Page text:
When NASCAR frontrunner Trackhouse Racing announced it was taking over the satellite Aprilia team RNF Racing for the 2024 MotoGP season, it promised a big shake-up in how the squad is run.
But while on-track success might be the long-term goal, team boss Justin Marks says that step one will be turning the outfit into a whole new type of independent-class team with closer-than-ever links to the Italian factory.
There’s been considerable speculation about what impact the new addition to the grid is going to have, because of the immediate impression Trackhouse made on NASCAR when it first arrived there with a marketing and content creation approach very different from what had come before.
However, while there are plans to shake up the world of two-wheeled racing in a similar way, it’s clear the relationship with Aprilia is where the team is betting big, according to Marks - who sat down with The Race for an exclusive interview.
Set not just to become an Aprilia partner but to run its team’s motorcycling operations directly out of the brand’s headquarters in Noale (near Venice), it’s an opportunity to replicate how Trackhouse have worked with Chevrolet to become a race-winning team in only its second season in the pre-eminent stock car series.
“When we came into NASCAR,” Marks explained, “I worked to create a structure where everybody involved sees the relationship as being powerful and additive to what they’re trying to do.
“It was a new concept, a new idea, but we went to Aprilia and said that instead of us having a workshop somewhere else and trying to manage all this stuff, why don’t we just find strength in numbers?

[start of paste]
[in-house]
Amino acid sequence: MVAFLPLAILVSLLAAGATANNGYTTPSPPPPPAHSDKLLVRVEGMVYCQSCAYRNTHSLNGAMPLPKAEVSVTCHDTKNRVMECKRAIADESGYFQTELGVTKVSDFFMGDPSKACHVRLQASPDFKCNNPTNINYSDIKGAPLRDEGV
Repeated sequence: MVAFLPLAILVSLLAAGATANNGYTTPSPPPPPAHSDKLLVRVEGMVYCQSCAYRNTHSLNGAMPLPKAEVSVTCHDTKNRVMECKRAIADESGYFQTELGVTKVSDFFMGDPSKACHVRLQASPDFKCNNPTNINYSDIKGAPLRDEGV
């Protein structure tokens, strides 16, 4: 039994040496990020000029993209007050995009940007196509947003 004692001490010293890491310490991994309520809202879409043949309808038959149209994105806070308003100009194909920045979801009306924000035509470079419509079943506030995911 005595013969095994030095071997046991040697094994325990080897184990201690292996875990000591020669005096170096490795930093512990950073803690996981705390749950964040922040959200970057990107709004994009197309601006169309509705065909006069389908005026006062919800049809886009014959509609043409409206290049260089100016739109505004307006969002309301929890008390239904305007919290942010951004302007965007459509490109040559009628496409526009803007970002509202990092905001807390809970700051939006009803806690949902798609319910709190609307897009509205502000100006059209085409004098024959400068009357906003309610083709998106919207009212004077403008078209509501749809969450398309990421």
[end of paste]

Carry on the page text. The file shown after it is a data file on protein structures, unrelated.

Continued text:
“Why don’t we just combine our resources and our vision? It’s not factory and customer, it’s two partner organisations.
"If the Trackhouse team are on the 2024 equipment, then all the parts are the same and the communication is that much more powerful. Aprilia has double the data that they can use to develop, find strength and grow.
“That’s essentially what I presented them with and I think that it resonated. This is just something that they’ve been waiting for.
“When we were looking at all the opportunities, the Japanese bikes [Honda and Yamaha] just didn’t make sense, KTM are pretty devoted to what they were doing, and Ducati is this big machine with all these partners on track.
“Aprilia is just this smaller boutique operation that we saw a lot of ourselves in. They’re racers, like us, and it was very comfortable for me to take this scenario to them. I thought that they would respond favourably to it, and they did.
“[Team boss] Massimo [Rivola] is very motivated, they’re working really hard to get our 2024 stuff together, and I think it’ll be a powerful united front in MotoGP next year.”
It has already been confirmed by Rivola - as reported in German-language publication Speedweek.com - that Trackhouse rider Miguel Oliveira will already receive a 2024-spec Aprilia to start the season, and Speedweek.com also says the less experienced team-mate Raul Fernandez is in line to be upgraded to factory-spec at Mugello (round eight) or sooner.
Trackhouse's predecessor RNF had been running older-spec Aprilias instead, and was set to continue doing so in 2024 before it was replaced.
"I've done this before"
While the decision to jump into MotoGP might have emerged only at the eleventh hour, with the team putting together a deal to take over the RNF grid slot only at the final round of the 2023 season, Marks is insistent that the experience that he and his management team have of pulling off similar successes in the past means that it’s going to be a relatively painless transition for Oliveira and Fernandez.